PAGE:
North NJ DSA

Why do we as socialists support Medicare for All? Because “the healthcare system in America — a profit-driven, limited-coverage, patchwork, employer-based, multi-payer model — is a nightmare for working people.” (source: DSA M4A Organizing Guide) The struggles three real people living in North Jersey have faced accessing adequate health-care illustrate the necessity for a more humane system. Joey is a wheelchair user, Arnold is an immigrant on shaky ground with immigration officials, and Harold is a middle-aged man who suffers from mental illness and walks with a cane (not their real names). Here are their stories, and how a public healthcare system could change their lives.

Joey was 24 years old when we first met. He was in a wheelchair and often spent his days at the park. He always had on the same clothing, and his personal hygiene was lacking. We started up a conversation about his favorite cartoons. We talked often, and a friendship developed. I learned about Joey’s background – his mother was from Jamaica, but he was born in the US. Despite many struggles he always kept a smile on. Eventually, he let me into his living space – a basement in complete disrepair, where he lived with his mother and brother. I asked him “Joey, aren’t you disabled, don’t you have insurance?” He said that he did. He told me that when he tried to get a home health aide, his insurance company wouldn’t cover it. Eventually, upon my advice, Joey checked himself into a hospital in Hoboken. Last time I checked, he was able to start walking for a little bit and get into a more stable environment.

I met Arnold around the same time I met Joey. Arnold is an electrician, originally from Trinidad and Tobago, and was living in the US on a permanent resident visa. He had a history of assaults and violence connected to substance abuse. There were days where he would stumble out of his apartment in a groggy state. We would go to a bar in the neighborhood around 11am. He would drink and play pool and pass the day there. When he was sober, he would lament beating his ex-girlfriend. He hated that he was nearly forty and had no kids. At one point he helped another ex get out of jail, but then she blew him off. I encouraged Arnold to see a therapist, but he wouldn’t do it. Arnold was trying to maintain, but given the high cost of therapy, even telehealth services like Better Help could cost $65 a session. He wasn’t able or willing to receive that service.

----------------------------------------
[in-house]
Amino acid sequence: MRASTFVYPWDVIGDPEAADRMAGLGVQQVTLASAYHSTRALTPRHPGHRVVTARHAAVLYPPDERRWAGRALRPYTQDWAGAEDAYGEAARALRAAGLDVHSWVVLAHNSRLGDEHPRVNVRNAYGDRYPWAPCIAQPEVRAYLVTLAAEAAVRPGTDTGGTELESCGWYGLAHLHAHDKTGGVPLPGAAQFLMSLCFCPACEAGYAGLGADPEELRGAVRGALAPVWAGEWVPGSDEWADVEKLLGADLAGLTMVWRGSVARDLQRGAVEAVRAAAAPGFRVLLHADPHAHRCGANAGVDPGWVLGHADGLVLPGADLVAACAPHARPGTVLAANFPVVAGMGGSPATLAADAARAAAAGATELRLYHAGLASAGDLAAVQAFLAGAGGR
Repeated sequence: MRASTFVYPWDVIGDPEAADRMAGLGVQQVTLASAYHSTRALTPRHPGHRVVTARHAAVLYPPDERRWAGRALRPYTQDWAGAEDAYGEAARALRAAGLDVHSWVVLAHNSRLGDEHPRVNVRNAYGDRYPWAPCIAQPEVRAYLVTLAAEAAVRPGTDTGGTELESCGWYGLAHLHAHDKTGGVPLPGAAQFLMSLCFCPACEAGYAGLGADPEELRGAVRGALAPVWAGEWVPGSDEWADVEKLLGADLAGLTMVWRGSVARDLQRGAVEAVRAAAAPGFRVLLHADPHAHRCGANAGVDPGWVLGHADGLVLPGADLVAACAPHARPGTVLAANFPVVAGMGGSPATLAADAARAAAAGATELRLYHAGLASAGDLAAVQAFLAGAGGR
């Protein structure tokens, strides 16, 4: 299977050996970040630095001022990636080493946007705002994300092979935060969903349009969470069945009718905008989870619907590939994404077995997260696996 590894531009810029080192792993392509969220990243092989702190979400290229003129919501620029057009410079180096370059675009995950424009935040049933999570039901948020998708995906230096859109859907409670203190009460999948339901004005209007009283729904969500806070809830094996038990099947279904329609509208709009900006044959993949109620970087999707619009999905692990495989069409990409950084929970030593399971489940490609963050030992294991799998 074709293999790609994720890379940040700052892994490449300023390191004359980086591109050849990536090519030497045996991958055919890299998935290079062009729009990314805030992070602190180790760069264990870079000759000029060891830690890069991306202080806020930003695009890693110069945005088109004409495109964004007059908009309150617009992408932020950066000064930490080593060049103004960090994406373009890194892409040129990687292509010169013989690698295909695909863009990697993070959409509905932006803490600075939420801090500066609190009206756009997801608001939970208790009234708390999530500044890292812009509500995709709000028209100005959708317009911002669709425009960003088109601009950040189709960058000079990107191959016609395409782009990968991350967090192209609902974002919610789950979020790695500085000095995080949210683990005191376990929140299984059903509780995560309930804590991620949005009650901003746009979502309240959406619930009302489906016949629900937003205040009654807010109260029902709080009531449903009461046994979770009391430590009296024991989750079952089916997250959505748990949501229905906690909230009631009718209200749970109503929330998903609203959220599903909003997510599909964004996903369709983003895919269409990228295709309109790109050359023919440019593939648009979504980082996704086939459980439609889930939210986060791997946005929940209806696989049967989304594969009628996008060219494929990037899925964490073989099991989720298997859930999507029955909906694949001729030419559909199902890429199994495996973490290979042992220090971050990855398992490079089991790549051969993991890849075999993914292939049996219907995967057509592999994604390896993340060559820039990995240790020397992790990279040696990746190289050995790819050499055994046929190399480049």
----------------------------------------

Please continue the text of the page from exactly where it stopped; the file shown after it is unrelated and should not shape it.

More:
My last story is about Harold. We met years ago at our therapist’s office. He walked with a cane and was dealing with mental health issues. Harold was a religious man and deferred to God all the time. Eventually, Harold stopped attending his sessions. He contacted me and asked me to reach out to our therapist on his behalf. I couldn’t do that because his case was very different from mine, but I wished him well. I offered him the phone number so he could set up his own sessions, but he refused. Hopefully, he carried on elsewhere – but the barriers he faced in returning to therapy, or switching providers, concerned me.

Socialists understand that a capitalist system does not derive profit from insuring sick people, and our current system creates extremely poor health outcomes and impoverishes millions.

The solution that the Democratic Socialists of America support is Medicare for All. “Medicare For All” means the establishment of a single, public, universal health insurance system, managed by the federal government, where everyone, regardless of their employment or immigration status, will have insurance. It means comprehensive care: all services provided by a medical professional will be covered. It means free, on demand, unlimited care at the point of service, paid for not on the backs of the sick but through taxes on the rich. That means no fees, no co-pays, and no deductibles. And it means the establishment of a jobs program to replace the existing jobs lost if the private health insurance system were abolished.” (source: DSA M4A Organizing Guide)

With M4A Joey could have stayed at his home with an aide, who could have bathed him and helped his home feel more hospitable. Arnold would have been able to find a support group or maybe a therapist who wouldn’t have scared him off, with costly copayments. Perhaps Harold could have felt more comfortable reaching out if the process of returning to therapy, or switching providers, wasn’t so long and complicated.

Medicare for All wouldn’t deny claims to pinch pennies, like Joey’s for-profit health insurer did. Medicare for All wouldn’t have saddled Arnold with costly trips to the hospital. Our current healthcare laws are failing the residents of North Jersey. Americans are paying double what other advanced industrialized countries pay for health care, and because of this, the most marginalized folks in our communities often fail to get the care they need. Medicare for All could have prevented this needless suffering

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